The Year, The Month, The Week
It all began last year about this time. Mama had already been in the hospital in Iuka for several days and was released to go home. She didn't improve and Marsha called me that the situation was getting very serious. Clutching the phone, I tried by long-distance to tell my brothers what to do, what to see about, how was Mama? It was heart-wrenching, not knowing how things really were. It was heart-wrenching to know Mike and Steve were doing all they could but as with Sher and me later, there was never a good way to know what to do. So Sher went to Mama's, then I was on my way shortly afterward, and then the emergency wheels began to turn ever more rapidly and soon we were in Tupelo at North Mississippi Medical Center living literally one minute to the next. I think I came home one time and then returned for what I thought would be my turn at the hospital. But the last time I left Wynne on my way back to Mama, I told Paul I had no idea when I would be back. At that point there was no time for planning, for worrying about my job, our bills, anything else but helping Mama. I'd be there as long as I had to be.
Next month, September 1, will be one year. It doesn't seem possible. Even now I think of things that happened that I have not thought of in all that time. I don't know what I'd have done without my sister and brothers. I had an extra measure of God's grace and God-given strength I don't usually have. I pushed myself - we all did. Sher and I developed a closer sister-bond than we've ever had before. I drew closer to my brothers. Mama told us to take care of Steve, the youngest. Mama's always want their children to be okay, and she and Steve were especially close. And we learned so many things we did not know before. About our strong little mother, about her walk with God, her prayers, about the past, about living, about dying, and about God's abundant grace.
Bren has invited me and Sher to her house for a long overdue "girls' weekend" which we've talked about for years. I have not spent the night at her house since we graduated high school and that's been 42 years ago (my goodness!), I guess, but we are as close as if we lived next door to each other thanks to email, telehone calls, and visits when we've been in Iuka. September 11 and 12 is the planned long weekend, with Sher coming up on the Friday evening. Bren, Charlotte and I will have two days to visit, catch up and enjoy being together. (September 11 is the infamous 9/11 anniversary, and it wasn't planned that way - it just happened to be a long weekend we could all manage at the same time.) It will be a healing time, a remembering time. We will visit the cemetery, because that is part of life - remembering and honoring our loved ones.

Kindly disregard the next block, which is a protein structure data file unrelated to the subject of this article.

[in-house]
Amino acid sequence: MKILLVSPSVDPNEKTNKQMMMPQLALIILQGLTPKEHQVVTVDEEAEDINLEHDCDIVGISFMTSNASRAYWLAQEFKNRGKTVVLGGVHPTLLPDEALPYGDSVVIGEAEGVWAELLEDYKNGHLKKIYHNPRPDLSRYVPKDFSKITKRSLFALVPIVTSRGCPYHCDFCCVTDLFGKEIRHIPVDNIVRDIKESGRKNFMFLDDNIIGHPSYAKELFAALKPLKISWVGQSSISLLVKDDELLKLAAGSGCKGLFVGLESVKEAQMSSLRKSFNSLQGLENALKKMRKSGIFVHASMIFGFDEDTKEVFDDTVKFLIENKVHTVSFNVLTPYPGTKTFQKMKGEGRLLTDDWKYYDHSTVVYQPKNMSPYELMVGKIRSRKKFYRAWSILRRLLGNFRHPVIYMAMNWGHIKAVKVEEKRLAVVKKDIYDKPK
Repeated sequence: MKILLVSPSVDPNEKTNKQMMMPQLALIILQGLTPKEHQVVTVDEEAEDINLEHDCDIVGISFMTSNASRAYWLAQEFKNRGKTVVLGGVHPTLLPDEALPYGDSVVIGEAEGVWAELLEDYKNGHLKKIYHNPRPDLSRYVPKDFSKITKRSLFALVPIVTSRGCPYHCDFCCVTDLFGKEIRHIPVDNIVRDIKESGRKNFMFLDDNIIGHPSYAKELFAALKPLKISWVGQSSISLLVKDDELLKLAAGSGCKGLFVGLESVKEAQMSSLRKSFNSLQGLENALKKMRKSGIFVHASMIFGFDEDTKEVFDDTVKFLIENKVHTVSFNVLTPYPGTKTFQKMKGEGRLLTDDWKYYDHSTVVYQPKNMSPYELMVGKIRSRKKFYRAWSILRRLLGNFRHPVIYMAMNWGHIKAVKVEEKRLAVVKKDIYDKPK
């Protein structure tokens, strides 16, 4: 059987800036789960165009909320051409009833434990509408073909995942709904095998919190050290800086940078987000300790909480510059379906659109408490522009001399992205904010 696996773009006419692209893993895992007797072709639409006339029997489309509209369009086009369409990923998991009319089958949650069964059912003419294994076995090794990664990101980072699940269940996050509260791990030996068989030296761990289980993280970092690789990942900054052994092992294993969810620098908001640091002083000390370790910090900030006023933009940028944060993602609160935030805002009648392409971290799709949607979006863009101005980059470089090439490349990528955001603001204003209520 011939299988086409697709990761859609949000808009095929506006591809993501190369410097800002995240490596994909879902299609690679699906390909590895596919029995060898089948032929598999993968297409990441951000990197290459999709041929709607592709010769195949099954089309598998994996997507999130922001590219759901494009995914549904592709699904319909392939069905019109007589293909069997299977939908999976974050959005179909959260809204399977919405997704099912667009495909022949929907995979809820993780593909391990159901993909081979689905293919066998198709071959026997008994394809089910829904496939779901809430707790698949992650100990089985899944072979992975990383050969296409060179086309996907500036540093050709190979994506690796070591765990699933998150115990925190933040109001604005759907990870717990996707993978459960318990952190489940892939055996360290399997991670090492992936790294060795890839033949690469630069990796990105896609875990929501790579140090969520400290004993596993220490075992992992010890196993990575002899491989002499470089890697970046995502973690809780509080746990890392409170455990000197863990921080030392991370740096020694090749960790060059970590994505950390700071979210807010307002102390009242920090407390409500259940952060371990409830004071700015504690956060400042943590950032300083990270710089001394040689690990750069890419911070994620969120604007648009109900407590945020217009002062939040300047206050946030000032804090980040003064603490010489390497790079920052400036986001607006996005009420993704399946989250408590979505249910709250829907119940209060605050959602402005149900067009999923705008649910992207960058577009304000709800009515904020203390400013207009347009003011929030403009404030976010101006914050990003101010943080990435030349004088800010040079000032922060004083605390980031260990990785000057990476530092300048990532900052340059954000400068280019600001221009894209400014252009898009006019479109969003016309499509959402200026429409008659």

I thought of Mama this morning as I listened to the radio. Some song reminded me of how our bodies are returned to earth at the ends of our lives. She used to joke and say she would just go out like the old Indian tradition and sit under a tree and die. It wasn't as sweet or easy as that, but we got her in a wonderful hospice for the last few hours of her life and those good people at Sanctuary Hospice House were there to help us let go, to let her go, without all the tubes, bags, beeps, respiratory therapies, tests that by then were just not needed. The NMMC nursing staff is wonderful. They are trained to heal and by August 30 we knew Mama would not be healed on this earth and we wanted the last days or hours of her life to be serene. SHH staff still remembers us with newsletters and notices about memorials services.
Mama had a room with a window: there were trees, a fountain, a bird feeder and flowers visible outside. She never knew her surroundings, but we tried to make it very comfortable for her, and it meant so much to us to be able to all be together as a family, just supporting her with our presence. It was peaceful, quiet, enveloping us all in that special grace I had always heard about, but I saw it surrounding her - that dying grace that God gives. Mama's brick is probably installed in the Memory Walk and I haven't seen it. Sometime I want Sher and I and the boys, if they want to, to go together. It would be a nice drive on the Trace to Tupelo, a slow reflective drive. But there is only so much you can do in even a long weekend, and I want to see Paul's family when I'm there. Mama Nick will be 90 in October. There are brothers to see. There is living to do.
Thank you, Mama, for taking care of us, your kids you were so proud of - your greatest joy in life. Thank you for showing us how to live and love.